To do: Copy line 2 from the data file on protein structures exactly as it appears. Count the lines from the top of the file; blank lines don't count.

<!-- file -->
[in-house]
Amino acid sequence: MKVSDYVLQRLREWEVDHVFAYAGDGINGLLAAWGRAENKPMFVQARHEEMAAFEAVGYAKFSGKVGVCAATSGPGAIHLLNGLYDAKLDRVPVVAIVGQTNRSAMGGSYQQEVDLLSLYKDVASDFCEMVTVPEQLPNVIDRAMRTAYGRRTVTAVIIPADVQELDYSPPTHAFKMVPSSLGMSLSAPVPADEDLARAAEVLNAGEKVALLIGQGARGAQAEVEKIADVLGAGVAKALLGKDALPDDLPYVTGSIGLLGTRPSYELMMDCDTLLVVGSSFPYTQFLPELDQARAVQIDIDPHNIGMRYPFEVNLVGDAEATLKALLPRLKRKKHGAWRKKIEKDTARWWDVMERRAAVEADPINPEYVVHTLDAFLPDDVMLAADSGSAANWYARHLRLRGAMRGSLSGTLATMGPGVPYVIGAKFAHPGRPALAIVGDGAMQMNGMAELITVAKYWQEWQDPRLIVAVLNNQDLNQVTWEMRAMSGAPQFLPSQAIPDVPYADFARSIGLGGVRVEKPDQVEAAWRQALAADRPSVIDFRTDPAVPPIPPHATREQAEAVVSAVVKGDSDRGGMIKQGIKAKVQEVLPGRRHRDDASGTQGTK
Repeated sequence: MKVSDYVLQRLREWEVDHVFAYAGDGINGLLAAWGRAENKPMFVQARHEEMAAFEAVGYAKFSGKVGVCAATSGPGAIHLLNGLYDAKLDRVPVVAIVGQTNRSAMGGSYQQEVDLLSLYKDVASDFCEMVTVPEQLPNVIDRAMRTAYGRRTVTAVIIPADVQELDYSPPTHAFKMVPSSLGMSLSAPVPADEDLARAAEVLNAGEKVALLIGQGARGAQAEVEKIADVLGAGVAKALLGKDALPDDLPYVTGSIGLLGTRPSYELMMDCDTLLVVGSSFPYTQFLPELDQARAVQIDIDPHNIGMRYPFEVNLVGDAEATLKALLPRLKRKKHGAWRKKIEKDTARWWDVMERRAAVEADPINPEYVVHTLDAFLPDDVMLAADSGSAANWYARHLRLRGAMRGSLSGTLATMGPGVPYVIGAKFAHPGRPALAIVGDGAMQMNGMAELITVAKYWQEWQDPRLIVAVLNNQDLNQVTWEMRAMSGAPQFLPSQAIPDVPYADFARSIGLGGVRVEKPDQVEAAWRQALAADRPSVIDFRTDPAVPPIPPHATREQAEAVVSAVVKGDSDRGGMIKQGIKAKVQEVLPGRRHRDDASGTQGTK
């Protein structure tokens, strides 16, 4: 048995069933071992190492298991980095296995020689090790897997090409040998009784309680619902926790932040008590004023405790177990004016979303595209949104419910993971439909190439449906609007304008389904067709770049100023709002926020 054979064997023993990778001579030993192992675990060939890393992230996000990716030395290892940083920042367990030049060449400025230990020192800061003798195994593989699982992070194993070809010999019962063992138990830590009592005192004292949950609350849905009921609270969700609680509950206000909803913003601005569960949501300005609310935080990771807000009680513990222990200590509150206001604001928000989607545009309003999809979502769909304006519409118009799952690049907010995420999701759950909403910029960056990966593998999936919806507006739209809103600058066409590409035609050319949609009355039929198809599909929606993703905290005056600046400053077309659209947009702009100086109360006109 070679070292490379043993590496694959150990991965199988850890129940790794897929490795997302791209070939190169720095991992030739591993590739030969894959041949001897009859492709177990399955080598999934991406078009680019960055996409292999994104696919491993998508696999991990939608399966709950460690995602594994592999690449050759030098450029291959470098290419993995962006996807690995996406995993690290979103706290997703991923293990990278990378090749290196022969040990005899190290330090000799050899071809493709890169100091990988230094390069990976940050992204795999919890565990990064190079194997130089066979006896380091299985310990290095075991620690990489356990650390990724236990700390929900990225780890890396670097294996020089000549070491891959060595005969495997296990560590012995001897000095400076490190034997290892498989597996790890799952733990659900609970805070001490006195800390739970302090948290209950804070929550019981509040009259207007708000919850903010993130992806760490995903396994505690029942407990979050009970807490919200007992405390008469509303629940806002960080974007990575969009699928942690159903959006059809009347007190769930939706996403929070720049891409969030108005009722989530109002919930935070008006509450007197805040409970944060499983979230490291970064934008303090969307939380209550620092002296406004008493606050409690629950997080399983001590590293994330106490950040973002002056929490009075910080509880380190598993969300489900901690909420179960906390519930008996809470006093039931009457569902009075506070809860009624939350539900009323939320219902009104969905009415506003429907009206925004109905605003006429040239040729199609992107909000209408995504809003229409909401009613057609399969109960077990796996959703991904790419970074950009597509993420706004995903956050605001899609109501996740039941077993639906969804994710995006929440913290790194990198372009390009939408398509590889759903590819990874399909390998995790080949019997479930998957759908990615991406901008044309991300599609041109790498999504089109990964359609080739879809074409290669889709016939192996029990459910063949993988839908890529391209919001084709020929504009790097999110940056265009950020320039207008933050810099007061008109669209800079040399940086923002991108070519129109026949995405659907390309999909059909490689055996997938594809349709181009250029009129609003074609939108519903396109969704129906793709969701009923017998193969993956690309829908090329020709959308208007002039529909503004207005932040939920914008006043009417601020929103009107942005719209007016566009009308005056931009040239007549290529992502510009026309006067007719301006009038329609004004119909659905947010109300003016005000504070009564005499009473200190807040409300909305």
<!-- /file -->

Amino acid sequence: MKVSDYVLQRLREWEVDHVFAYAGDGINGLLAAWGRAENKPMFVQARHEEMAAFEAVGYAKFSGKVGVCAATSGPGAIHLLNGLYDAKLDRVPVVAIVGQTNRSAMGGSYQQEVDLLSLYKDVASDFCEMVTVPEQLPNVIDRAMRTAYGRRTVTAVIIPADVQELDYSPPTHAFKMVPSSLGMSLSAPVPADEDLARAAEVLNAGEKVALLIGQGARGAQAEVEKIADVLGAGVAKALLGKDALPDDLPYVTGSIGLLGTRPSYELMMDCDTLLVVGSSFPYTQFLPELDQARAVQIDIDPHNIGMRYPFEVNLVGDAEATLKALLPRLKRKKHGAWRKKIEKDTARWWDVMERRAAVEADPINPEYVVHTLDAFLPDDVMLAADSGSAANWYARHLRLRGAMRGSLSGTLATMGPGVPYVIGAKFAHPGRPALAIVGDGAMQMNGMAELITVAKYWQEWQDPRLIVAVLNNQDLNQVTWEMRAMSGAPQFLPSQAIPDVPYADFARSIGLGGVRVEKPDQVEAAWRQALAADRPSVIDFRTDPAVPPIPPHATREQAEAVVSAVVKGDSDRGGMIKQGIKAKVQEVLPGRRHRDDASGTQGTK